Increasing development assistance only if coupled with capacity building. Cutting military aid to Pakistan allows for the funds to be reallocated towards improving aid efficacy through technical assistance in capacity building. Pakistan receives huge influxes of aid from the US, but its use returns few results because it has not been coupled with the necessary tools to administer the funds. While technical assistance and institution building requires a long-term commitment, it will increase the absorptive capacity of Pakistani institutions and ensure judicious use foreign assistance. Continuing development assistance will support Pakistan in recovering from the economic crises it faces in meeting its financial obligations and reduce the opportunity for insurgents to capitalize on public outrage.
Continuing drone strikes with the understanding that the US may reconsider the program when Pakistan no longer provides a safe haven for terrorist activity. The contentious practice of using Unmanned Aerial Vehicles (UAVs) to target and kill suspected al Qaeda operatives in Pakistan is unlikely to end in the short-term. Though the strikes are allowed by the Zardari regime, they are widely criticized by the international community and unpopular amongst Pakistanis. If Pakistan cooperates with US efforts, regains control over its restive tribal areas and military forces, and proves itself capable of securing the entirety of its territory, then the US might consider ending lethal strikes within its borders. This offer appeals to Pakistan in that it would lead to an end to US “presence” in the nation, and create a sense of Pakistani ownership of the process of regaining control over its own security situation.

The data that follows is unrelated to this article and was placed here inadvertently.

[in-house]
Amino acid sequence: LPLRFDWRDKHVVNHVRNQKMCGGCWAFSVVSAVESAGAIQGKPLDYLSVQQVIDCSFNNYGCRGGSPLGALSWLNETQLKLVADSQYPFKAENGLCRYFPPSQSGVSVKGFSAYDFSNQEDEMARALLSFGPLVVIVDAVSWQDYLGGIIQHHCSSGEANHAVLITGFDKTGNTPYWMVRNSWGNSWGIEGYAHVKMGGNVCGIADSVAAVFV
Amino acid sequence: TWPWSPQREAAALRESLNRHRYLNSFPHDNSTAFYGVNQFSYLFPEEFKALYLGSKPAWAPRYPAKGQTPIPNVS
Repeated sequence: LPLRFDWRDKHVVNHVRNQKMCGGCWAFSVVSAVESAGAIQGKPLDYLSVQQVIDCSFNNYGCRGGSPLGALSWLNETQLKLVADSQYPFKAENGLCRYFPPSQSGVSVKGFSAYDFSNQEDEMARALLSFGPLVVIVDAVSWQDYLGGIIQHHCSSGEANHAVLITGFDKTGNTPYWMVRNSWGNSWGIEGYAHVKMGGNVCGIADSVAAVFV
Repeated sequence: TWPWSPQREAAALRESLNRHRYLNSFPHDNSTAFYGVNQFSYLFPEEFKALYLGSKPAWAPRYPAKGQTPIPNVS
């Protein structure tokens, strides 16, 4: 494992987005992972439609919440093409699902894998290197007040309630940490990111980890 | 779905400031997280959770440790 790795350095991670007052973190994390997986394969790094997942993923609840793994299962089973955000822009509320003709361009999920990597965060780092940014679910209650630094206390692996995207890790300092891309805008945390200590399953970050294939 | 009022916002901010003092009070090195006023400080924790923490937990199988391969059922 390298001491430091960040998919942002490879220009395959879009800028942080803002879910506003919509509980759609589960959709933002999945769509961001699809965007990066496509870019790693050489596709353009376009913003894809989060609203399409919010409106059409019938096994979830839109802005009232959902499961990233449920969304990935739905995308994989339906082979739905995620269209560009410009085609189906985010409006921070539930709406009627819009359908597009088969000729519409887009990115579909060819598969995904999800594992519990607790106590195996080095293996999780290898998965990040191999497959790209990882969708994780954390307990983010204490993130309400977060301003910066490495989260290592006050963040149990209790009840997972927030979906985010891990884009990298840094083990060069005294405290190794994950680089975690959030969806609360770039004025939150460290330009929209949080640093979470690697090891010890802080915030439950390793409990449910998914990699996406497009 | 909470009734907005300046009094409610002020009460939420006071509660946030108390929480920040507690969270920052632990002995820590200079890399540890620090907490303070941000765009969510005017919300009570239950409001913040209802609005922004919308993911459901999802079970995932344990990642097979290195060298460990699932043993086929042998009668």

Over the last decade, the US has provided Pakistan with a significant opportunity to cooperate on security and development initiatives; now Pakistan must do its part. Cooling relations over the last several weeks have impeded progress on cooperative efforts and further revealed the fragility of the Pakistani state. The US is growing impatient with Pakistan’s inability to honor its commitments to reopen supply routes to Afghanistan, gain control over its restive territories, and consolidate power in its weakening government. With the exit of most US forces present in Afghanistan set for 2014, Pakistan may never have a better opportunity to secure its future than it does now.